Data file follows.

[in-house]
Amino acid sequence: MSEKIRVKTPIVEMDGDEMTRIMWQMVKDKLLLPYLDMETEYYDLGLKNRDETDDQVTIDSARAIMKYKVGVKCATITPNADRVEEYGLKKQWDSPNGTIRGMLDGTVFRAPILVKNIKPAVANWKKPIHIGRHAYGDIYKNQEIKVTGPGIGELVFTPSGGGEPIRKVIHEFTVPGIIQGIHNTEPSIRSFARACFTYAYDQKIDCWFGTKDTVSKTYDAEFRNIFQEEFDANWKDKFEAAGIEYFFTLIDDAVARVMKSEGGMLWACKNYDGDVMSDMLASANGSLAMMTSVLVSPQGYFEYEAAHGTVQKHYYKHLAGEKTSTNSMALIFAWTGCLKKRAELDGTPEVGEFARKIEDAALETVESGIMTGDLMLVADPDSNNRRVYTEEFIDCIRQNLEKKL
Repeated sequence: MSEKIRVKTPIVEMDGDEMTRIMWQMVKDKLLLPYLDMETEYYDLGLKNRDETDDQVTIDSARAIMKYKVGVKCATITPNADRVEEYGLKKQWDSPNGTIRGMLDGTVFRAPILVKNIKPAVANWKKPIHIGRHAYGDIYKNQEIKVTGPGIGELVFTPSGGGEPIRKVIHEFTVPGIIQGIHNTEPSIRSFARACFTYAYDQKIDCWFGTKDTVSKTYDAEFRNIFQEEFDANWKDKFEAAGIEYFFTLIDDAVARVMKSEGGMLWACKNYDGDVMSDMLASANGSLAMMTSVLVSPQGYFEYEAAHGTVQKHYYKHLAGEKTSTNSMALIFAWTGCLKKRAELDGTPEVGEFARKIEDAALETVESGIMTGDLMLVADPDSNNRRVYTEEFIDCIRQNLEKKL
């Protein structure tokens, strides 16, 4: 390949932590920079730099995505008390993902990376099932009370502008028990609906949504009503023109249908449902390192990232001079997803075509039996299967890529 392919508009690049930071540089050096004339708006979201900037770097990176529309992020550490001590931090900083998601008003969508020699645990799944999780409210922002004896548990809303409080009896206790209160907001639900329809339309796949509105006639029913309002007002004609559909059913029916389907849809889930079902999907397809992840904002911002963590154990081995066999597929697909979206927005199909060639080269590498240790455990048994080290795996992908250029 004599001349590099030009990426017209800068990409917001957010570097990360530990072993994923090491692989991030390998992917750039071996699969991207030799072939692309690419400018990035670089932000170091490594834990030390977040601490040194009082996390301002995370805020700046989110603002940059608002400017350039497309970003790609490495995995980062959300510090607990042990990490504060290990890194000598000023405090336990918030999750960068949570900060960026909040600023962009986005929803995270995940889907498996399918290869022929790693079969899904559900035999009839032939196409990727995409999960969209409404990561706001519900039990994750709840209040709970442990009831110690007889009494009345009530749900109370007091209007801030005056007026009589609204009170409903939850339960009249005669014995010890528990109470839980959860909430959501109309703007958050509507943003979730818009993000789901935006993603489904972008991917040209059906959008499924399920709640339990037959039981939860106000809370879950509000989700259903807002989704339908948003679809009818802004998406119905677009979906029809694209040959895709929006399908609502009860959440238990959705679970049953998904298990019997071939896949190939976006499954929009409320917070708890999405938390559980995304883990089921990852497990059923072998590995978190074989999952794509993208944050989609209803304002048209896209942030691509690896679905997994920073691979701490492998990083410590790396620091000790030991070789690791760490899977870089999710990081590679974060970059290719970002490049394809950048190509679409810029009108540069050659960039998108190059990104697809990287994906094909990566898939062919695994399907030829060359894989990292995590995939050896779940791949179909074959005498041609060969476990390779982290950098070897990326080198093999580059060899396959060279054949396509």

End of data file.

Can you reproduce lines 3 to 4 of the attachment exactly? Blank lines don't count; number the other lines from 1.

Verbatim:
Repeated sequence: MSEKIRVKTPIVEMDGDEMTRIMWQMVKDKLLLPYLDMETEYYDLGLKNRDETDDQVTIDSARAIMKYKVGVKCATITPNADRVEEYGLKKQWDSPNGTIRGMLDGTVFRAPILVKNIKPAVANWKKPIHIGRHAYGDIYKNQEIKVTGPGIGELVFTPSGGGEPIRKVIHEFTVPGIIQGIHNTEPSIRSFARACFTYAYDQKIDCWFGTKDTVSKTYDAEFRNIFQEEFDANWKDKFEAAGIEYFFTLIDDAVARVMKSEGGMLWACKNYDGDVMSDMLASANGSLAMMTSVLVSPQGYFEYEAAHGTVQKHYYKHLAGEKTSTNSMALIFAWTGCLKKRAELDGTPEVGEFARKIEDAALETVESGIMTGDLMLVADPDSNNRRVYTEEFIDCIRQNLEKKL
């Protein structure tokens, strides 16, 4: 390949932590920079730099995505008390993902990376099932009370502008028990609906949504009503023109249908449902390192990232001079997803075509039996299967890529 392919508009690049930071540089050096004339708006979201900037770097990176529309992020550490001590931090900083998601008003969508020699645990799944999780409210922002004896548990809303409080009896206790209160907001639900329809339309796949509105006639029913309002007002004609559909059913029916389907849809889930079902999907397809992840904002911002963590154990081995066999597929697909979206927005199909060639080269590498240790455990048994080290795996992908250029 004599001349590099030009990426017209800068990409917001957010570097990360530990072993994923090491692989991030390998992917750039071996699969991207030799072939692309690419400018990035670089932000170091490594834990030390977040601490040194009082996390301002995370805020700046989110603002940059608002400017350039497309970003790609490495995995980062959300510090607990042990990490504060290990890194000598000023405090336990918030999750960068949570900060960026909040600023962009986005929803995270995940889907498996399918290869022929790693079969899904559900035999009839032939196409990727995409999960969209409404990561706001519900039990994750709840209040709970442990009831110690007889009494009345009530749900109370007091209007801030005056007026009589609204009170409903939850339960009249005669014995010890528990109470839980959860909430959501109309703007958050509507943003979730818009993000789901935006993603489904972008991917040209059906959008499924399920709640339990037959039981939860106000809370879950509000989700259903807002989704339908948003679809009818802004998406119905677009979906029809694209040959895709929006399908609502009860959440238990959705679970049953998904298990019997071939896949190939976006499954929009409320917070708890999405938390559980995304883990089921990852497990059923072998590995978190074989999952794509993208944050989609209803304002048209896209942030691509690896679905997994920073691979701490492998990083410590790396620091000790030991070789690791760490899977870089999710990081590679974060970059290719970002490049394809950048190509679409810029009108540069050659960039998108190059990104697809990287994906094909990566898939062919695994399907030829060359894989990292995590995939050896779940791949179909074959005498041609060969476990390779982290950098070897990326080198093999580059060899396959060279054949396509």